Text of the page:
Through the Darkest of Nights: Testament I

Every Friday every few days over the next several months I will be posting installments of a novel I’ve written about life, death, war and politics in America since 9/11.  This second post is the first installment of Chapter I of Through the Darkest of Nights, an intensely personal story of hope, reflection, determination, and redemption that contrasts the protagonist’s idealism with the apathy and moral decline of a nation that has lost its way.

All installments will be available for reading here.

 

Through the Darkest of Nights

Departure

Pulsing flashes lit up the night sky in rapid succession.  The rolling thunder of the detonations swept past me, echoed through the streets beyond, and set off the frenzied barking of a dog somewhere in the darkness.  On this 4th of July, on this first Independence Day since the towers of Manhattan crumbled into dust, the business titans of Concord, New Hampshire are making their annual patriotic statement with a bigger budget for explosives than ever before.

There are better ways to celebrate freedom than with explosions, but this doesn’t seem to occur to most Americans. On Independence Day or on any other day.  They like explosions, not only on the 4th of July, but as a matter of principle.  They like explosions so much that advertising revenue soared last December as tens of millions of them rushed home from Christmas shopping to watch network coverage of high tech American fireworks exploding all over Afghanistan.

Long ago, before I became who I am, I watched the fireworks above my small Minnesota town, on the 4th of July 1963, in an America that no longer exists.  The America of my boyhood, the America of folksongs, the America of the Peace Corps, of confidence in justice, of idealism in Washington, was destroyed in five lethal seconds.  Under a blinding Texas sun.   And a very different America replaced it.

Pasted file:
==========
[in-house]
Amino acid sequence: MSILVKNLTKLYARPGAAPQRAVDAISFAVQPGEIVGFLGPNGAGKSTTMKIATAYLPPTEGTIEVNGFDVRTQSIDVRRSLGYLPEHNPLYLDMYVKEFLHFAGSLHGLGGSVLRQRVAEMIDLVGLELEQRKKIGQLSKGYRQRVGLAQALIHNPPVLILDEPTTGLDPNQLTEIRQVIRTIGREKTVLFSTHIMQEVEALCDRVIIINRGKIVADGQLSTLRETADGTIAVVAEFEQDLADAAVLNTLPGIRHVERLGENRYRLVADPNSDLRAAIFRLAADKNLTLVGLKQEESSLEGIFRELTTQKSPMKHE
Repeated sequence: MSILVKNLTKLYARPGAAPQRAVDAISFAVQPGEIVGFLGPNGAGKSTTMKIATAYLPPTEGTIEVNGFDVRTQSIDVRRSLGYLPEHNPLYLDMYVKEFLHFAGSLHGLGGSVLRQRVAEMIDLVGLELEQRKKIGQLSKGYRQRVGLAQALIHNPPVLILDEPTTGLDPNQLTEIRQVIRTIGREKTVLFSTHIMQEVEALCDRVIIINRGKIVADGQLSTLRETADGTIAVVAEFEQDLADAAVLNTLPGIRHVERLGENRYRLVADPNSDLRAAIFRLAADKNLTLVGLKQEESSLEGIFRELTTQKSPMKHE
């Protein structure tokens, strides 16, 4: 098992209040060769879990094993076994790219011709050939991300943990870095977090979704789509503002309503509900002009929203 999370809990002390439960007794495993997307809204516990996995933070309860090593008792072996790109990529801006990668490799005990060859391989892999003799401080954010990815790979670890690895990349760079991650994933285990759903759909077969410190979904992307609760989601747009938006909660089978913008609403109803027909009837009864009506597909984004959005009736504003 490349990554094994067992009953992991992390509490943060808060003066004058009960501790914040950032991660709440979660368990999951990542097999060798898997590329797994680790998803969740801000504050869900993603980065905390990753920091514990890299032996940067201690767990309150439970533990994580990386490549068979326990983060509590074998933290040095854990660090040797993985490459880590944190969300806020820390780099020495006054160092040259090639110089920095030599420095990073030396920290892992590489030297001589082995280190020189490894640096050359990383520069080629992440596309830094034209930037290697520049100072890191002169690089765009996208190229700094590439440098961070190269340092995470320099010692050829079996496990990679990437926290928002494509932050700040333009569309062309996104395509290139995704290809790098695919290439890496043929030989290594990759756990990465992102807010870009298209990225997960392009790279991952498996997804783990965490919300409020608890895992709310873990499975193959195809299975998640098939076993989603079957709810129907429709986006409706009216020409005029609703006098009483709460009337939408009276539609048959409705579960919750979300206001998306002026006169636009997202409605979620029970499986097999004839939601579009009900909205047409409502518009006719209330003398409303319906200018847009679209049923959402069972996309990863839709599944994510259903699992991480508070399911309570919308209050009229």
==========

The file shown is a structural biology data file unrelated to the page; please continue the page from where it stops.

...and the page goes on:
On my transistor radio that night, I heard Bob Dylan call me his friend. He said the answer was blowin’ in the wind, but I heard no answer in the wind.   All I heard that awful weekend was the pounding of muffled drums and my mother crying.   I don’t hear any answers in this windy parking lot either, all I hear is a girl cursing into her cell phone at someone named Jason.  Young love isn’t what it used to be, but then neither is anything else.  

I wish Jason the best of luck, he’s going to need it, then get into my car.  I need solitude.  I need to think, for I have much to think about.   As I begin my own journey to freedom, I want to stand where America’s journey to freedom began, on Old North Bridge.  It’s not far from here, it’s just a short drive through the New Hampshire night.  

Americans died defending that bridge.  Branded as rebels and insurgents, they were killed by soldiers of an occupying army.  They were afraid to die, but on an April morning in 1775 they defended that bridge anyway.  They took a stand in defiance of a global superpower ruled by a man named George, who had to be locked up and treated for insanity a few years later.  

As I stand in the darkness on Old North Bridge, more recent memories stir, and I think of Sarah.  A lover of poetry, she had come here last August to see the historic bridge that inspired Emerson’s classic poem.  A lover of history, I had come here that same August day to see where American farmers had taken a stand and fired the shot heard ’round the world.